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De-regulatory urban redevelopment policies in gecekondu areas in Turkey: the case of Dikmen Valley

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2005
Mühürdaroğlu, Anıl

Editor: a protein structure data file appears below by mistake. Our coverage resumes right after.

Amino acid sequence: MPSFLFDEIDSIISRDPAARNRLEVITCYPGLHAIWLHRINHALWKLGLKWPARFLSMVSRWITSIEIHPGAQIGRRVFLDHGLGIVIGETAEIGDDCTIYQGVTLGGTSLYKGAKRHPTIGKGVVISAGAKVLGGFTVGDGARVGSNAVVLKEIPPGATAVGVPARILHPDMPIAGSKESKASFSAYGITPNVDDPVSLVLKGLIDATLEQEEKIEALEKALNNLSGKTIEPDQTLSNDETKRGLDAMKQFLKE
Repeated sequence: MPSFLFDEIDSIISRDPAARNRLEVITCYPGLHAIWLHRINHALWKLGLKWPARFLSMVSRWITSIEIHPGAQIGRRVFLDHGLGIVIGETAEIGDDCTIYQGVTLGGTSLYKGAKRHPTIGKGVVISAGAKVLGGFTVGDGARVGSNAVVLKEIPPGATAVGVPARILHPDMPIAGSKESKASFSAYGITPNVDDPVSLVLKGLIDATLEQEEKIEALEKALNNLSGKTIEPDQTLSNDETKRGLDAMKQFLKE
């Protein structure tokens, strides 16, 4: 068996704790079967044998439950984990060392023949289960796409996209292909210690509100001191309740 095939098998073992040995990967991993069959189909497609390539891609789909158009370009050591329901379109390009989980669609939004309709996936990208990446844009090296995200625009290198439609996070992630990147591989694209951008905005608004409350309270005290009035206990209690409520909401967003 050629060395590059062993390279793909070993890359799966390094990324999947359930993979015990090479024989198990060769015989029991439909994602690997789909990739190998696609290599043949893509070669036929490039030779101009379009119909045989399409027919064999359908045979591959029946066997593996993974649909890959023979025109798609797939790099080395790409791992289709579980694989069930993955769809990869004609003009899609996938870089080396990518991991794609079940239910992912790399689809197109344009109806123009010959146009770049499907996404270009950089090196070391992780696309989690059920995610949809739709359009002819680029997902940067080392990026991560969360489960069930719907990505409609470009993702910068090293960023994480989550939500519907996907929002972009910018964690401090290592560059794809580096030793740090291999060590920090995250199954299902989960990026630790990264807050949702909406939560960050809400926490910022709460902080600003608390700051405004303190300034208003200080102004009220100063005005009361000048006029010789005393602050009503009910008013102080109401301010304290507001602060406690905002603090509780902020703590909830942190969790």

Urban renewal policies in welfare state period are usually associated with the paradigm of social engineering that was dominant between 1940s and 1970s. However, in the wake of the fiscal crisis of the state in 1970s, and the following hegemony of the new right, urban policies including the renewal schemes have been ever-increasingly dominated by the deregulatory market oriented policies and rent seeking concerns. De-regulatory urban renewal policies focusing mainly in squatter areas have also dominated the urban policies and political discourse in Turkey since the mid-1980s and little attention has been paid to the negative consequences of these policies. Today, more than ever, residential redevelopment presents cities with a fundamental dilemma. In order to change the social and spatial condition of disstressed areas, alternative policies are implemented through either market or state-led redevelopment schemes. However, very same renewal schemes directly or indirectly leads to displacement of lower-income population, raising concerns over political equity. Likewise, overall success of these schemes often complicated by their impact on the macro-form of the cities. The main objective of this study is to discuss the impacts of de-regulatory urban renewal policies on the socio-spatial structure of contemporary Turkish cities in which, social exclusion and spatial segregation are becoming increasingly widespread. The case of Dikmen Valley Redevelopment Project provides us with the opportunities to conduct this discussion since it is one of the most significant urban renewal projects in Turkey and it is regarded as a model for the forthcoming gecekondu transformation projects. The thesis argues that although the scheme has been led by the local authority, the logic of market which revolves around the rent-seeking activities has dominated the redevelopment process in the